lojbanimation

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Every time I go to a convention, there is usually an anime room. Sitting in there watching the otaku enjoy subtitled animation from Japan, I am impressed by how powerfully this medium spreads a foreign language through other cultures. I think back to the anime conventions I've visited and consider the classes on Japanese that they teach there! An entire subculture exists online, called "fansubbing", for amateur hobbyists to translate Japanese culture into English and other languages before it is officially released.

For another example, audiences hear Klingon spoken with subtitles in Star Trek, or Quenya spoken with subtitles in The Lord of the Rings, and are captivated by the setting that language creates. Not only could Lojban gain the speakers that it needs by using this effect, it's fun to create a film.

Animation once required prohibitive amounts of time and money. But with the advent of machinima, that's no longer true, if you're willing to settle for relatively crude computer animation. Machinima is a technique for recording a video game while you control it with a joystick or mouse, and then dubbing your own voices onto the action. It's as if the video game characters were being used as puppets. See ikipedia's entry on Machinima.

There now exist programs which exist for nothing but machinima. "he Movies" lets you choose characters, props and backgrounds which you can puppeteer to create your own film. Online virtual worlds such as "econd Life" and "here", while they are used for far more than machinima, are so customizable that they now serve as ideal platforms for it. oogle SketchUp is an incredibly easy 3D modeling program that I have learned how to operate. It can be used to create avatars, props, sets and other models to be imported into machinima software.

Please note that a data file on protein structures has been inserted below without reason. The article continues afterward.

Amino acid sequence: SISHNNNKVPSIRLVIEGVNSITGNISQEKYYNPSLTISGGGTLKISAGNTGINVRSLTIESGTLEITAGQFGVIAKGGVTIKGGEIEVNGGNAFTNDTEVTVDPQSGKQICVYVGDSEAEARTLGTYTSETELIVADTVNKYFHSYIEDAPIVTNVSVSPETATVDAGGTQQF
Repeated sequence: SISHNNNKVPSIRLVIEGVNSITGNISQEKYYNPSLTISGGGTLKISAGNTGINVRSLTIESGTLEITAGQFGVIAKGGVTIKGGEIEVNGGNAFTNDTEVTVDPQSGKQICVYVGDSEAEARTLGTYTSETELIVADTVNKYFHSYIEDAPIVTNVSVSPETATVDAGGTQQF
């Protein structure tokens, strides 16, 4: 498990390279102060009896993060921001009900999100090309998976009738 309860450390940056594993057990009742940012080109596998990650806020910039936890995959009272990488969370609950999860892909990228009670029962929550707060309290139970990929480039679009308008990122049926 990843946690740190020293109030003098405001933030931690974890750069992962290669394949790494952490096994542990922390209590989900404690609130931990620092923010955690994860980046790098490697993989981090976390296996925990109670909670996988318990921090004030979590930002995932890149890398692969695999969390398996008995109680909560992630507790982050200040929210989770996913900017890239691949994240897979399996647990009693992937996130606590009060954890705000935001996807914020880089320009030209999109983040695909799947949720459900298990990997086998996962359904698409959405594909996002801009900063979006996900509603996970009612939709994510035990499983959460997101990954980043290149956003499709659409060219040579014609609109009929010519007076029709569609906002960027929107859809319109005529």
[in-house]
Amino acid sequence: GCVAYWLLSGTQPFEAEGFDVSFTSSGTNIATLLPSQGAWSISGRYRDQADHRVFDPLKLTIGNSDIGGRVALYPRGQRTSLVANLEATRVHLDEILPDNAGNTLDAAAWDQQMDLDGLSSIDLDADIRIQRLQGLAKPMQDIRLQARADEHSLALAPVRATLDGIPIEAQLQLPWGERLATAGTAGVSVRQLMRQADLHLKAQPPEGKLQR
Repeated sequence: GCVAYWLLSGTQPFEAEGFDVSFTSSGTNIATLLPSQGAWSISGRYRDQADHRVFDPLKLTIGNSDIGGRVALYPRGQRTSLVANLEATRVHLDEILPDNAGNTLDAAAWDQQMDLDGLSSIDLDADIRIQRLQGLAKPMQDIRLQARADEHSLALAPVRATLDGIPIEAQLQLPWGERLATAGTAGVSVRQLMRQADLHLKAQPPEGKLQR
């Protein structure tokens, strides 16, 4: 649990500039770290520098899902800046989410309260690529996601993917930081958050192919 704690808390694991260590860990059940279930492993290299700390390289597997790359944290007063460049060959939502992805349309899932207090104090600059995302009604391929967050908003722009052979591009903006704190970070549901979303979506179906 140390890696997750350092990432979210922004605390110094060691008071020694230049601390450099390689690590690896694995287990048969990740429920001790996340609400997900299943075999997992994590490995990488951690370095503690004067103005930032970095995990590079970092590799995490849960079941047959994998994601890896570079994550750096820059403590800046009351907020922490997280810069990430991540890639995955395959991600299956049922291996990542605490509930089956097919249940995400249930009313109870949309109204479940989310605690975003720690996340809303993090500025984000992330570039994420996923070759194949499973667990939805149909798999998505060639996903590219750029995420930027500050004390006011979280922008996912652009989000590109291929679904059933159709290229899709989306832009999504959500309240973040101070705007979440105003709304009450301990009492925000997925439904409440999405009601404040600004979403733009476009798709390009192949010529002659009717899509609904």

Hence I imagined Lojban's answer to Japanimation: "Lojbanimation" or {lojbo skina}. An ideal source material would be a short story rather than a novel. In it, the characters should have some reason to speak an artificial language, rather than have English speakers inexplicably speaking Lojban instead. Another ideal aspect would be a story released under a Creative Commons license that allows free copying and derivative works.

I know of no work that meets all these criteria unless we write one ourselves. The best candidate I know of is "Fossil Games" by Tom Purdom, although it's fully copyrighted. The characters live so long that they learn several artificial languages, so it would be a minor

alteration to change the story to have them speak Lojban all the time. The sets are easy to build because they're all either indoors or in an empty Mars-like desert. The story has fascinating political drama, hard science, eye-catching characters, and robot combat. It has a

crunchy technological coating and a chewy philosophical center which would pull a viewer into the Lojban mystique and culture.

Much of the work could be distributed among multiple people who become excited about this project. It would require:

1: Finding or writing a story.

2: Converting it into a screenplay format with dialog and voiceovers.

3: Drawing storyboards.

4: Translating the script into Lojban.

5: Modeling the characters, props and sets in 3D.

6: If we decide to use Second Life, probably purchasing land and paying to put the models in it.

7: Puppeteering and recording the models in machinima software such as Second Life.

8: Recording our voices acting the Lojban script.

9: Editing it all together with music and English subtitles.

10: Posting it to outube, oogle Video, and nternet Archive under a liberal license like C-Zero.

11: Submitting the link to my friend Cory Doctorow at BoingBoing.net who will probably blog the $#14 out of it.

12: Welcoming the influx of newbies.

- Matt Arnold AKA epkat